Kupp evaded significant health problems throughout 2019 while finishing among the top 11 in targets (134), receptions (94) and receiving yards (1,161). He also finished fourth in PPR scoring, and third in receptions of 20+ yards (21). Kupp entered Week 6 as the league leader in targets (63/12.6 per game), while also averaging 8.2 receptions/101 yards per game. But those averages declined from Weeks 6-17 (6.5 targets 4.8 receptions/59.6 yards per game) while he trailed Robert Woods in each category. He was also third behind Woods and Tyler Higbee in targets, receptions and receiving yards from 12-17, and might not match the expectations of his current ADP (28).

 

Tier 3

Allen Robinson, Courtland Sutton, Keenan Allen, A.J. Brown

Robinson returned to the top 7 in scoring for the first time since 2015, while soaring to third overall in targets (154). His usage launched him to third among all receivers in team target share (27.1), which also propelled the 26-year old Robinson to sixth with a career-best 98 receptions. He also placed 13th in receiving yards (1,147), sixth in air yards (1,680), and fifth in percentage share of teams’ air yards (38.5). Robinson remains embedded as the Bears’ primary receiving option regardless of whether he is collecting passes from Nick Foles or Mitchell Trubisky.

Sutton led the NFL in percentage share of team’s air yards (42.93) during his breakout season, while also finishing 15th in targets (125), 16th in air yards (1,436), and 17th in receiving yards (1,112), After operating with Joe Flacco and Brandon Allen from Weeks (1-11), Sutton finished 12th in targets (38/8 per game) with Drew Lock spearheading Denver’s offense from Weeks 13-17. But he was only 24th in receptions (4.4 per game) and 25th in receiving yards (56 per game) during that sequence. Sutton won’t face the same amount of double coverage if the Broncos draft a top receiving prospect.

After experiencing a sequence of health issues that sidelined him for 25 contests from 2014-2016, Allen has not missed a game during the last three seasons. He has also averaged 148 targets, 101 receptions and 1,263 yards per season during that span. This includes his usage and output from 2019 (149 targets/104 receptions/1,199 yards) which propelled him to WR6 in PPR scoring. However, his ability to sustain those numbers is now in question due to the switch from Philip Rivers to Tyrod Taylor. His ADP (40) indicates that savvy owners are avoiding Allen at his customary location (Rounds 2/3).

Brown was averaging 3.8 targets, 2.3 receptions and 45.5 yards-per-game from Weeks 1-6 when Marcus Mariota was under center for Tennessee. But after Ryan Tannehill became the Titans’ starting signal-caller, Brown averaged 6.1 targets, 3.8 receptions, and 77.8 yards-per-game, while also generating six touchdowns. Brown also led all wide receivers in yardage (605) and touchdowns (5) from Weeks 12-17, and his late-season output vaulted him to the lead in fantasy scoring among all rookies. He also attained the NFL’s highest yards-per-target average (12.5) and has already commandeered Tennessee’ WR1 responsibilities.  Continued development as a receiver will propel his output even higher.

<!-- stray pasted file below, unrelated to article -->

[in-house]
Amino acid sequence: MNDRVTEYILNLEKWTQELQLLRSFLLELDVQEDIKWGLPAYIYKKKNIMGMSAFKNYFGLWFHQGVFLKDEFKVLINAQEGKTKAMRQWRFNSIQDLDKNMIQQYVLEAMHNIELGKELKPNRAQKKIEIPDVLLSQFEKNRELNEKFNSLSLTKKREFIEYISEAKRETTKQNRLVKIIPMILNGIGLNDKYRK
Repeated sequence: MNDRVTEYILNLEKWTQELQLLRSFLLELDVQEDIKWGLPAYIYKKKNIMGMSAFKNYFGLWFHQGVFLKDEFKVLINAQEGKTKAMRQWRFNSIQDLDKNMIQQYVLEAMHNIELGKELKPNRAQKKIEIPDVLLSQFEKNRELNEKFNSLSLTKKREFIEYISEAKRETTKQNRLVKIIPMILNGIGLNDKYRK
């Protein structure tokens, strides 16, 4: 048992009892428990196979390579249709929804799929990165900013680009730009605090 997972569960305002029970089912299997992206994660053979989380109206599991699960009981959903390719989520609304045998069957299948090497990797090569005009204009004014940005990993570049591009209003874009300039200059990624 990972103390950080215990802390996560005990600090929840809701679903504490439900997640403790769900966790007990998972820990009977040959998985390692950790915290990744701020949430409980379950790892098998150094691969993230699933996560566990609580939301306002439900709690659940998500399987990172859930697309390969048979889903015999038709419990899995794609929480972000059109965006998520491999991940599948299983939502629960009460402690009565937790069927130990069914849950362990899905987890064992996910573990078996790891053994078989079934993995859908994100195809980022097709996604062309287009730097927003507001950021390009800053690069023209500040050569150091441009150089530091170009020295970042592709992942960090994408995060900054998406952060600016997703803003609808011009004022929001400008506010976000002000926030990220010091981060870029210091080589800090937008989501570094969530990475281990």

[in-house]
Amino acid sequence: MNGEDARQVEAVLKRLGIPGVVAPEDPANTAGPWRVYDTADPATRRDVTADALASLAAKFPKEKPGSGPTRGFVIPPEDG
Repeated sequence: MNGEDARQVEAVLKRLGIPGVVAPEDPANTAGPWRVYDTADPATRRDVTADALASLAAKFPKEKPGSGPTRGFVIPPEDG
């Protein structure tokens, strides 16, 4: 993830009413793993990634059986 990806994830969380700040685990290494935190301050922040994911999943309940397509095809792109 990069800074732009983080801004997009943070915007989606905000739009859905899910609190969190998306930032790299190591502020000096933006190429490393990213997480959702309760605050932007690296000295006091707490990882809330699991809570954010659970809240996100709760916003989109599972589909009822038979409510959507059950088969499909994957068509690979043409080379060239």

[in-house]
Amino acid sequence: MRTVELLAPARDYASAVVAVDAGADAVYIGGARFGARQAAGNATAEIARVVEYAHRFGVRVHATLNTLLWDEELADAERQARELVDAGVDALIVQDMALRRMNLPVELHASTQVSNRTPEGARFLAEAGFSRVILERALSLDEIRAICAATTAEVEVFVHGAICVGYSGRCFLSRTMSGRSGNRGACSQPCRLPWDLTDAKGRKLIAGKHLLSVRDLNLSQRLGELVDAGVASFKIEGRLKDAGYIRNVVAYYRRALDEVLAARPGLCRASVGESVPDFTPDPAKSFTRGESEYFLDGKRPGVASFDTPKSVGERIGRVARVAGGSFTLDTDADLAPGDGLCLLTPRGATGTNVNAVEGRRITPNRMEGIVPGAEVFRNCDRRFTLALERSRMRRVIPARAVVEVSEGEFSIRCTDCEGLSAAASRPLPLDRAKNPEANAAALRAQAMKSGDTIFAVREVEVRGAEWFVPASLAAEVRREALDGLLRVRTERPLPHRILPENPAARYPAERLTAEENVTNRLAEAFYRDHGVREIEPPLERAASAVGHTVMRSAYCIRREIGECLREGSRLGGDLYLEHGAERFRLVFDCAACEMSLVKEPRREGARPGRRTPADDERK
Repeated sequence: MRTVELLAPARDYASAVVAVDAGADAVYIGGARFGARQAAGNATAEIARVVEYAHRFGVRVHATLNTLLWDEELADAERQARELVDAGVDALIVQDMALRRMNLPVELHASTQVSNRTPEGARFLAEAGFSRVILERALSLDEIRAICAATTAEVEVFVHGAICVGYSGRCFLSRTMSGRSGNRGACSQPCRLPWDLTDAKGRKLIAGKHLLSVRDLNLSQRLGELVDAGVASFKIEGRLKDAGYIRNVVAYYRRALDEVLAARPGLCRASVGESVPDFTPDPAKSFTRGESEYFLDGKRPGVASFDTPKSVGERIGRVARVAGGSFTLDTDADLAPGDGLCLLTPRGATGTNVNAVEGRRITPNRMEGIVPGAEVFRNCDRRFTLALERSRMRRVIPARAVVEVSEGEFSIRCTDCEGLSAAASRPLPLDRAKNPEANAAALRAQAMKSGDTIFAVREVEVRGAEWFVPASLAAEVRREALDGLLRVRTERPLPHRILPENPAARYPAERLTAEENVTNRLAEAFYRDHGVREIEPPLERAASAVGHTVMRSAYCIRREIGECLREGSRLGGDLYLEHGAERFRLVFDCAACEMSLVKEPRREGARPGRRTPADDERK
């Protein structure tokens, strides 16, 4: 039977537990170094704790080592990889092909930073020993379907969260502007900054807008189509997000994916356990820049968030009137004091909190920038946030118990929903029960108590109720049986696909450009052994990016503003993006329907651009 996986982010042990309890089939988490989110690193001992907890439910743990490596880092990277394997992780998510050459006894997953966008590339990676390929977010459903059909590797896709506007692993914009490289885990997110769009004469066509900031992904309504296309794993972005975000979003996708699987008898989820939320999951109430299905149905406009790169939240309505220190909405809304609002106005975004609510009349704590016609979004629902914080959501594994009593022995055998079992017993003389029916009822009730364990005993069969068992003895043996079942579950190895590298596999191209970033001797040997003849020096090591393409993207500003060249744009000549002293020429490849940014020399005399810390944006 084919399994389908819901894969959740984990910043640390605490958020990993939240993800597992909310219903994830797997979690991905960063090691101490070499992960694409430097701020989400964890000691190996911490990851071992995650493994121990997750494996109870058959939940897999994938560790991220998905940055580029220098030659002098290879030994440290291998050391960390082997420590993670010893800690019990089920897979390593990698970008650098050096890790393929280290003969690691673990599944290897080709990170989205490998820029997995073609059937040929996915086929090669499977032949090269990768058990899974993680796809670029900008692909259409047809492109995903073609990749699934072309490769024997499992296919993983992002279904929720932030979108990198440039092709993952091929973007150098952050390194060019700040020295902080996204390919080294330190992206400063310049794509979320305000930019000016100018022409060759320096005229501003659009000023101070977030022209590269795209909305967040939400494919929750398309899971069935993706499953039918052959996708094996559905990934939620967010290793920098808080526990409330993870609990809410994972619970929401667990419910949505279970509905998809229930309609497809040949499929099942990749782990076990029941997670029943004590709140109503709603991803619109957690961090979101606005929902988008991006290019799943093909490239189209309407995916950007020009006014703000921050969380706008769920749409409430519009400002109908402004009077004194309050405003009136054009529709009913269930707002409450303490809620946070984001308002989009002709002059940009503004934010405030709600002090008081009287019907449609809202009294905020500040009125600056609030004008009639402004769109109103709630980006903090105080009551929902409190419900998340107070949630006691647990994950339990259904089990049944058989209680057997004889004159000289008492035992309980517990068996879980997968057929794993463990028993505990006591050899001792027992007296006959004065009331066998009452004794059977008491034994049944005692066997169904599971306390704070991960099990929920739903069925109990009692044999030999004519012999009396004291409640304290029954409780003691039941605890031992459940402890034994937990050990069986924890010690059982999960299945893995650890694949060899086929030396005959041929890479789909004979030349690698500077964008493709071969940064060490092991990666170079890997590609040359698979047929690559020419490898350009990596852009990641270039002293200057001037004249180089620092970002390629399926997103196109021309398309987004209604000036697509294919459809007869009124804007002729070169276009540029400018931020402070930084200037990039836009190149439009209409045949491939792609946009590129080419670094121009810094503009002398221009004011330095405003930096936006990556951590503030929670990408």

Tier 4

Calvin Ridley, T.Y. Hilton, D.K. Metcalf, Robert Woods, Michael Gallup, D.J. Chark, Terry McLaurin, Stefon Diggs, DeVante Parker, A.J. Green, Tyler Lockett

Ridley became a clear beneficiary when Mohamed Sanu was dispatched to New England, as he experienced a rise in targets, receptions, and yardage per game (6.2/8.2 targets, 4.1/5.6 receptions, 53.2/82.1 yards). That pace equated to 131 targets, 91 receptions, and 1,314 yards over 16 games. He was also 20th in targets (93), 19th in receptions (63), 22nd in receiving yards (866), and seventh in touchdowns (7) before an abdominal injury ended his season after Week 14. He also finished fifth in Football Outsiders' DYAR (Defense-adjusted Yards Above Replacement) and is the preeminent breakout candidate for 2020.

Hilton averaged 131 targets, 76 receptions, and 1,206 yards from 2013-2018. But a troublesome calf sidelined Hilton for six games in 2019, as he registered career lows in each of those categories (68 targets/45 receptions/501 yards). His 6-year average of 15.9 yards per reception also dropped to 11.1, while his 9.2 yards per target average fell to 7.4. It will be difficult for Hilton to match his pre-2019 numbers even though Jacoby Brissett will no longer guide the offense.

Metcalf’s 2019 results surpassed the projections of observers who questioned both his reliability and his collegiate route tree. He became the only rookie to reach 100 targets, led newcomers in red zone targets (18), and finished third in receiving yards (900) and touchdowns (7). His immense talent should fuel further on-field growth while launching his usage and output beyond the numbers that he attained last season. He could also surpass teammate Tyler Lockett in target share and targeted air yards.

Woods led the Rams in team percentage of air yards (23.5) and target share (22.5). He also finished eighth overall in targets, while accumulating five more than Kupp (139/134). Kupp’s league leadership in this category from Weeks 1-5 was mentioned previously. But Woods paced the Rams from Weeks 6-17 and vaulted to third among all receivers from Weeks 12-17 behind only Thomas and Adams. Woods also generated 1,100+ yards for a second consecutive year (1,134), tied for fourth in offensive snaps (1,009) and delivers enticing value at his ADP (60).